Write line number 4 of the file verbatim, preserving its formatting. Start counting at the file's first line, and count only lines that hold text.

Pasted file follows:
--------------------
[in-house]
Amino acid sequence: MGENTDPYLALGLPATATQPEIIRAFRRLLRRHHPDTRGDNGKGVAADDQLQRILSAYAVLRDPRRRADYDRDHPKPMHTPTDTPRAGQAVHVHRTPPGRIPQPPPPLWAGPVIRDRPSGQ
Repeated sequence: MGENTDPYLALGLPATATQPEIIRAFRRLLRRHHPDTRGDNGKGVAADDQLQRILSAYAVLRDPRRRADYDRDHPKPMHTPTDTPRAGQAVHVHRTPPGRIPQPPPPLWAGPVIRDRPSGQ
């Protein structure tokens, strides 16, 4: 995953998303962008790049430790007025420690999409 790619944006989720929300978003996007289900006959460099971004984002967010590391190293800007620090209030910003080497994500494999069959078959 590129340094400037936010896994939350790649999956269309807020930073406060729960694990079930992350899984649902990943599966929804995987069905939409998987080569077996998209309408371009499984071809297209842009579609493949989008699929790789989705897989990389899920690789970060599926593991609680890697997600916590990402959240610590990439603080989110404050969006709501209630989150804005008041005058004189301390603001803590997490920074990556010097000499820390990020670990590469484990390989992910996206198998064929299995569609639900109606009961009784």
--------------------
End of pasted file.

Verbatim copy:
């Protein structure tokens, strides 16, 4: 995953998303962008790049430790007025420690999409 790619944006989720929300978003996007289900006959460099971004984002967010590391190293800007620090209030910003080497994500494999069959078959 590129340094400037936010896994939350790649999956269309807020930073406060729960694990079930992350899984649902990943599966929804995987069905939409998987080569077996998209309408371009499984071809297209842009579609493949989008699929790789989705897989990389899920690789970060599926593991609680890697997600916590990402959240610590990439603080989110404050969006709501209630989150804005008041005058004189301390603001803590997490920074990556010097000499820390990020670990590469484990390989992910996206198998064929299995569609639900109606009961009784």